Women have never held more than 26% of the seats in the House. We have not seen a dramatic increase in representation since 1993. It is true that we have seen progress, but we cannot just assume that progress will be inevitable. If we choose to settle for the incremental, then we risk losing everything we have accomplished.

Globally, in the period following the 1995 Beijing Declaration, there were significant increases in women's representation, largely as a result of the introduction of quotas and other temporary special measures in many countries. However, since 2010, many countries have reached a plateau between 25% and 30%, and in some regions they have even regressed. Canada is falling further and further behind as countries outside of Europe and North America begin to advance beyond the 30% mark.

Confronting inequality demands the deployment of unequal measures. As a demographic, women in Canada continue to become highly educated and still continue to make only 73¢ for every $1 that men make. Women in Canada have less access to money networks from which to fundraise for political campaigns, but studies have found that elected women in Canada outspend their male opponents by about 10%. This means that women in Canada need to work harder and spend more money than men to achieve the same results.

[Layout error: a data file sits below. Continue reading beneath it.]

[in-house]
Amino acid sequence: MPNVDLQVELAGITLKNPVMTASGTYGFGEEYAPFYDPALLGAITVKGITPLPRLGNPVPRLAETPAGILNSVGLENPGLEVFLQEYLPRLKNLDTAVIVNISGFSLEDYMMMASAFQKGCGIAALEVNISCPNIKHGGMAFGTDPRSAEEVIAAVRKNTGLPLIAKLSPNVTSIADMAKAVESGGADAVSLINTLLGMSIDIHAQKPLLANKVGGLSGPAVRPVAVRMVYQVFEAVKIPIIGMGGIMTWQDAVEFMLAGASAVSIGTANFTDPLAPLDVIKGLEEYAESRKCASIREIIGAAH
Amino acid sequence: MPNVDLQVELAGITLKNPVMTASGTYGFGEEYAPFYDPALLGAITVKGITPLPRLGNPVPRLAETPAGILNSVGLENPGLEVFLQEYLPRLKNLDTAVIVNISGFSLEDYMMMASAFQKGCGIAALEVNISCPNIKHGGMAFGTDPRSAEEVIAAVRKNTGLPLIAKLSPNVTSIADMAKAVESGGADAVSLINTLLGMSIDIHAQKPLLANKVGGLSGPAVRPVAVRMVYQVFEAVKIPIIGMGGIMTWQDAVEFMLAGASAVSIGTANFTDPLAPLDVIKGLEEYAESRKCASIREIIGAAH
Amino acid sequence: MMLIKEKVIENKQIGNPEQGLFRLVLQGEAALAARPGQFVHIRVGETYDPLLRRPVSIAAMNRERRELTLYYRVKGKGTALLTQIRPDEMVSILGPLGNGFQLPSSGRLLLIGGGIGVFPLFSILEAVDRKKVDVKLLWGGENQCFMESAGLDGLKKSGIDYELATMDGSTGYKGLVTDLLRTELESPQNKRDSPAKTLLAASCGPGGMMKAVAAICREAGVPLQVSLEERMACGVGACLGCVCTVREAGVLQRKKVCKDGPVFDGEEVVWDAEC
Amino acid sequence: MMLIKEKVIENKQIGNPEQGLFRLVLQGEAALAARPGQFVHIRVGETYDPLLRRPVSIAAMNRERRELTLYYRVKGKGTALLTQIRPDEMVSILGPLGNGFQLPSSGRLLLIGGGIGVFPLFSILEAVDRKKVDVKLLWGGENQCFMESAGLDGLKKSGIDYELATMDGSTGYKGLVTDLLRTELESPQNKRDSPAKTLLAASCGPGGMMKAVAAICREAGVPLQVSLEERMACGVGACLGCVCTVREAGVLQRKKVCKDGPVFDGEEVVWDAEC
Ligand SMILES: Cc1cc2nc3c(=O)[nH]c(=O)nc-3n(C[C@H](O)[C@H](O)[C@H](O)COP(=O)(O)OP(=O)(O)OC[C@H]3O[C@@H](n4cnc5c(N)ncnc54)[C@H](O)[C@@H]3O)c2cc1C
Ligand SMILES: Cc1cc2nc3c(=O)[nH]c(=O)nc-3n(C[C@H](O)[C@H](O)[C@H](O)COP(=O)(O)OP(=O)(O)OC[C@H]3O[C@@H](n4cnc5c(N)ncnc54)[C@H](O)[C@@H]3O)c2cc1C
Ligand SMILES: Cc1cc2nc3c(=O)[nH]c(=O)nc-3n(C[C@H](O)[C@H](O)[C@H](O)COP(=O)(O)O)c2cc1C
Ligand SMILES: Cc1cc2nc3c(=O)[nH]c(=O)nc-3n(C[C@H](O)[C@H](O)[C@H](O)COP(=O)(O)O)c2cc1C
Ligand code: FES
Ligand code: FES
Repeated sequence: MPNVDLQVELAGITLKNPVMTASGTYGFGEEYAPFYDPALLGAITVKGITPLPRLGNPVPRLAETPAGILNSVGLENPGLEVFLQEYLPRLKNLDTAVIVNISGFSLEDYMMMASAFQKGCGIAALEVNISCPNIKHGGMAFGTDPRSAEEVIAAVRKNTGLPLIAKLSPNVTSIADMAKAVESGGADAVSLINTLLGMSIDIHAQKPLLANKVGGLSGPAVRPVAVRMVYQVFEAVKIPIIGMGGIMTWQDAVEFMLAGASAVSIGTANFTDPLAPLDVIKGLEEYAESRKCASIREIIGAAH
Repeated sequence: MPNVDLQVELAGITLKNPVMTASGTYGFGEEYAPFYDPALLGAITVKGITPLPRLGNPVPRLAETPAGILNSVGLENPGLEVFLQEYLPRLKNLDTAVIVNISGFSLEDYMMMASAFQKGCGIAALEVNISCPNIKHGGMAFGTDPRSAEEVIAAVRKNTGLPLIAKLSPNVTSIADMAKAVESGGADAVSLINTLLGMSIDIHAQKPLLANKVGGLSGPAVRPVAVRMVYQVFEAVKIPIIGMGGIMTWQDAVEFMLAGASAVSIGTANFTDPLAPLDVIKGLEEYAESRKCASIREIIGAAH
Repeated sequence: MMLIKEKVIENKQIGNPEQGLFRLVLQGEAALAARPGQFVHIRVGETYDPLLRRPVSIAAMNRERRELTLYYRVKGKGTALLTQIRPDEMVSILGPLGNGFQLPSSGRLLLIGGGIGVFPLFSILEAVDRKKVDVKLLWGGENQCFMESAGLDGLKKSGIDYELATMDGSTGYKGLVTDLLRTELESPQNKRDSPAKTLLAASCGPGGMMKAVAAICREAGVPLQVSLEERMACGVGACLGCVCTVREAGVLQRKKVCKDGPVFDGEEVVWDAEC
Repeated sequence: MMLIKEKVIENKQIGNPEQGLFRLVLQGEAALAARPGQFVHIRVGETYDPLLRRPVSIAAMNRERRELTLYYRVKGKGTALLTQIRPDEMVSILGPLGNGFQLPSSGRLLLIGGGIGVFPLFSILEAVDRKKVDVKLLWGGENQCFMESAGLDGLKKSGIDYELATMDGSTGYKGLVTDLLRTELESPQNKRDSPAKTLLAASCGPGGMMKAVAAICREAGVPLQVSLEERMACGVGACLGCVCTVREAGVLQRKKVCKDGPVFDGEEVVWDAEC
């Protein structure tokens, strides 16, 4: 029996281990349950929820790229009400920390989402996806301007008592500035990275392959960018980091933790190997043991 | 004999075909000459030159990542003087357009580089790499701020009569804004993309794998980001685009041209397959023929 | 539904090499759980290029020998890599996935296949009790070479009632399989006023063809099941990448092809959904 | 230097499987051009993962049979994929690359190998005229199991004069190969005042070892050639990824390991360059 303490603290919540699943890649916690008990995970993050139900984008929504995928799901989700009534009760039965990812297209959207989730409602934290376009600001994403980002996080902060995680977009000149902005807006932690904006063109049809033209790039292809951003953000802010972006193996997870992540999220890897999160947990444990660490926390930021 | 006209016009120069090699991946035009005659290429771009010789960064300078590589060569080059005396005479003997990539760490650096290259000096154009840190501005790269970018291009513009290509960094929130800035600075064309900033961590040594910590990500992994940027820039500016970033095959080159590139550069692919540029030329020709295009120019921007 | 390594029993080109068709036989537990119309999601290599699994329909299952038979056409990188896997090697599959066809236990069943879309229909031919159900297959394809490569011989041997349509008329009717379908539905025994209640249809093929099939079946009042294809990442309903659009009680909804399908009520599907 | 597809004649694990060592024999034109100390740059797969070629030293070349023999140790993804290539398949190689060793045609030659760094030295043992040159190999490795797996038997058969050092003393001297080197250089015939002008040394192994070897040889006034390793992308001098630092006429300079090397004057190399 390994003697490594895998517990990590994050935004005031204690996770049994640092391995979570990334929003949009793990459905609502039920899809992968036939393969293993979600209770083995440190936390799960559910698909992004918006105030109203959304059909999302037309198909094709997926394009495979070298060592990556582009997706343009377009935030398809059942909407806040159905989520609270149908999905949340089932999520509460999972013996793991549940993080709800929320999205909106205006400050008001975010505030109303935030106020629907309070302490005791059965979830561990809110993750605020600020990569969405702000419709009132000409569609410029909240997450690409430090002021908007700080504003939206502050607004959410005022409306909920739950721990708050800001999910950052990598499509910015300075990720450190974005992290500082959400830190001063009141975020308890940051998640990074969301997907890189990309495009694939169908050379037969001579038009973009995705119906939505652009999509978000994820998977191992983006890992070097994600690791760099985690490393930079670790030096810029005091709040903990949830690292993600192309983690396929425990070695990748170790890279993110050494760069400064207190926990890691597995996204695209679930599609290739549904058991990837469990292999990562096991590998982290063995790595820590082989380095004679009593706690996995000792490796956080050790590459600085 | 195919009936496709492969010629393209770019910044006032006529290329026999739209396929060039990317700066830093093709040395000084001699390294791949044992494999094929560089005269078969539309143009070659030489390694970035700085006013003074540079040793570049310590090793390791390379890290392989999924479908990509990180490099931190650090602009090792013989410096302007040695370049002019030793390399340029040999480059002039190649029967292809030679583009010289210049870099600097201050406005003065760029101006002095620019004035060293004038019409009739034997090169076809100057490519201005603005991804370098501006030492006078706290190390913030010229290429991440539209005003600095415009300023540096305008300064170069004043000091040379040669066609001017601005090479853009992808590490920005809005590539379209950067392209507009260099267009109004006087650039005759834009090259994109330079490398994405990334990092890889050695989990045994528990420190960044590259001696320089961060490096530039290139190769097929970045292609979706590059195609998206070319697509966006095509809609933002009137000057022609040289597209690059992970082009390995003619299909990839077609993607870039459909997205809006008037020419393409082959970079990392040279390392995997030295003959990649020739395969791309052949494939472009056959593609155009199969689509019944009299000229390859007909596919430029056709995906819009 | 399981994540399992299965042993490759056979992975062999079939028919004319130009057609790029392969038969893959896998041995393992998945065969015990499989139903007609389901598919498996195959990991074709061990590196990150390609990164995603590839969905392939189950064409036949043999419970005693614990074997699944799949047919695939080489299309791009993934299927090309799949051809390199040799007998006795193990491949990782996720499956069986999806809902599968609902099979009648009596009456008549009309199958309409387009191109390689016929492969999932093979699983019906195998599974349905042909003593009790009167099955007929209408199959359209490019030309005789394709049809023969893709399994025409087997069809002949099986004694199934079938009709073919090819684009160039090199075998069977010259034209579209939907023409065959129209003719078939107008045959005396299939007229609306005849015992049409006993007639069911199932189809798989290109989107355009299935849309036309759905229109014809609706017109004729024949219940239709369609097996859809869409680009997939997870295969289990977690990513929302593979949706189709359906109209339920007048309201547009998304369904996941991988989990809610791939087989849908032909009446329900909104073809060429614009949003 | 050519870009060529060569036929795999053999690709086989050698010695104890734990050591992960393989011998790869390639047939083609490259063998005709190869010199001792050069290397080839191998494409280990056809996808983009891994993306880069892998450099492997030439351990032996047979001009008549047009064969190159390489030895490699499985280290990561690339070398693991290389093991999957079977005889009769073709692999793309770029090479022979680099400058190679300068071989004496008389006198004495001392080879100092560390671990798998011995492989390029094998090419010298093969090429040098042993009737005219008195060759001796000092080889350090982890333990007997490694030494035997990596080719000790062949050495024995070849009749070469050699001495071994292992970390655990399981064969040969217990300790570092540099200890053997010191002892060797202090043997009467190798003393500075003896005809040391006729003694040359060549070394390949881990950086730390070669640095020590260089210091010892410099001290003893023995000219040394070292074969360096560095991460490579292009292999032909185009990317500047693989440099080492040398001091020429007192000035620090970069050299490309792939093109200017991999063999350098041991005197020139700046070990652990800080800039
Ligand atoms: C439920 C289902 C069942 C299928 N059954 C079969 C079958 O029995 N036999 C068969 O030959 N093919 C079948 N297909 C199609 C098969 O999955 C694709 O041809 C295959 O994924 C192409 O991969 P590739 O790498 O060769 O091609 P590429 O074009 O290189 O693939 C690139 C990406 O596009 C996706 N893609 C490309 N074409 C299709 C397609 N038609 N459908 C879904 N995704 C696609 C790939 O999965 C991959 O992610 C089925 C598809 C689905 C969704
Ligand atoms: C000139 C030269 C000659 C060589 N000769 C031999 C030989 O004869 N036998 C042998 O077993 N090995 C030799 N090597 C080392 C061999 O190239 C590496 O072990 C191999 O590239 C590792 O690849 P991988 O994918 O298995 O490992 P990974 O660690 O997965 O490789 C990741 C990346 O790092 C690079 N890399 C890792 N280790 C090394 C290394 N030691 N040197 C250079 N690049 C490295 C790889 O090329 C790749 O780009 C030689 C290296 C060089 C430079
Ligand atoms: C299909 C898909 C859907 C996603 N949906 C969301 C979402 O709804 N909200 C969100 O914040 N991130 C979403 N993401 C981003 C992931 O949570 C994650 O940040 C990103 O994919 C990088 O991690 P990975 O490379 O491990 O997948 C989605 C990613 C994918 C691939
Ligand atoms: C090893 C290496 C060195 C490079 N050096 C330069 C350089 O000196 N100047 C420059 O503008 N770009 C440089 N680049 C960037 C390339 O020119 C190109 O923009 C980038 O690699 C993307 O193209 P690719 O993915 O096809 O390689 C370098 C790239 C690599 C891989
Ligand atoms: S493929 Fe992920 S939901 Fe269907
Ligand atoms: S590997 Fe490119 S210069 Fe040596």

Financial incentives to political parties for nominating more women would only be rectifying an existing imbalance. This is the reason that in 2003, under the Chrétien government, the Liberal women's caucus was so active in ensuring that nomination contests were included in the spending limits and disclosure requirements in the 2003 electoral financing legislation.

I am proud of our government's historic and ongoing commitment in this area. It introduced legislation that had a real impact on women during the election. The importance of the 2003 election financing act cannot be overstated.

During the last election, 29.7% of candidates were women. These same women won 26% of the seats in Parliament. Studies conducted by Equal Voice showed that, when a woman's name appears on the ballot, she is elected almost 50% of the time. Canadians are not what is holding women back. The problem is getting women's names on the ballot in the first place. Elections are not where women face the greatest inequality.